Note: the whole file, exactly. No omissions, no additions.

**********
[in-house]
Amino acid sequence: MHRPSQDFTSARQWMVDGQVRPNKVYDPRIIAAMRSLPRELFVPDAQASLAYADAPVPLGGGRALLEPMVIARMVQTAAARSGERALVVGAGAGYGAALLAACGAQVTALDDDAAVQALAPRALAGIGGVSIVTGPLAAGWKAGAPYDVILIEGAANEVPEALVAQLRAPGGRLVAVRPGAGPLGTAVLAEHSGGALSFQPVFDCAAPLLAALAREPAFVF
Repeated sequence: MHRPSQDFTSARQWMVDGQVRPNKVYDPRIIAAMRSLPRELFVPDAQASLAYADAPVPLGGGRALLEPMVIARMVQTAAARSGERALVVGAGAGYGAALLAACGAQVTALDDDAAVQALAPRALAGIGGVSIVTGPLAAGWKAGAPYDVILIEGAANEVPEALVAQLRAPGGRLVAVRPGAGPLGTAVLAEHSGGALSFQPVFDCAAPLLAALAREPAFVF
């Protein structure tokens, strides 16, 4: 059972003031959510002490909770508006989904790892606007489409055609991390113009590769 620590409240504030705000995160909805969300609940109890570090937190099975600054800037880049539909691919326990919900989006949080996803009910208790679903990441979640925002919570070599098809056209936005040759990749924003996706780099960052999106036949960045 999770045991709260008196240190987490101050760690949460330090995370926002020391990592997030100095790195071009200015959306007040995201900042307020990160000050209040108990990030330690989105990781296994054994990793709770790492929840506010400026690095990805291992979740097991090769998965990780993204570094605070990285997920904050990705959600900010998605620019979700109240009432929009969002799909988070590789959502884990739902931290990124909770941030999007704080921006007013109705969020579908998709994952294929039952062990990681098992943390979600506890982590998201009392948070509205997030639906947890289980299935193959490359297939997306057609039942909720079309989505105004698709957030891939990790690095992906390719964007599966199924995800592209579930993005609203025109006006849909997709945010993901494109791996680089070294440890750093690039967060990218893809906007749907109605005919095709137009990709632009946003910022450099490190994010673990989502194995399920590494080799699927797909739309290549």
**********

[in-house]
Amino acid sequence: MHRPSQDFTSARQWMVDGQVRPNKVYDPRIIAAMRSLPRELFVPDAQASLAYADAPVPLGGGRALLEPMVIARMVQTAAARSGERALVVGAGAGYGAALLAACGAQVTALDDDAAVQALAPRALAGIGGVSIVTGPLAAGWKAGAPYDVILIEGAANEVPEALVAQLRAPGGRLVAVRPGAGPLGTAVLAEHSGGALSFQPVFDCAAPLLAALAREPAFVF
Repeated sequence: MHRPSQDFTSARQWMVDGQVRPNKVYDPRIIAAMRSLPRELFVPDAQASLAYADAPVPLGGGRALLEPMVIARMVQTAAARSGERALVVGAGAGYGAALLAACGAQVTALDDDAAVQALAPRALAGIGGVSIVTGPLAAGWKAGAPYDVILIEGAANEVPEALVAQLRAPGGRLVAVRPGAGPLGTAVLAEHSGGALSFQPVFDCAAPLLAALAREPAFVF
């Protein structure tokens, strides 16, 4: 059972003031959510002490909770508006989904790892606007489409055609991390113009590769 620590409240504030705000995160909805969300609940109890570090937190099975600054800037880049539909691919326990919900989006949080996803009910208790679903990441979640925002919570070599098809056209936005040759990749924003996706780099960052999106036949960045 999770045991709260008196240190987490101050760690949460330090995370926002020391990592997030100095790195071009200015959306007040995201900042307020990160000050209040108990990030330690989105990781296994054994990793709770790492929840506010400026690095990805291992979740097991090769998965990780993204570094605070990285997920904050990705959600900010998605620019979700109240009432929009969002799909988070590789959502884990739902931290990124909770941030999007704080921006007013109705969020579908998709994952294929039952062990990681098992943390979600506890982590998201009392948070509205997030639906947890289980299935193959490359297939997306057609039942909720079309989505105004698709957030891939990790690095992906390719964007599966199924995800592209579930993005609203025109006006849909997709945010993901494109791996680089070294440890750093690039967060990218893809906007749907109605005919095709137009990709632009946003910022450099490190994010673990989502194995399920590494080799699927797909739309290549």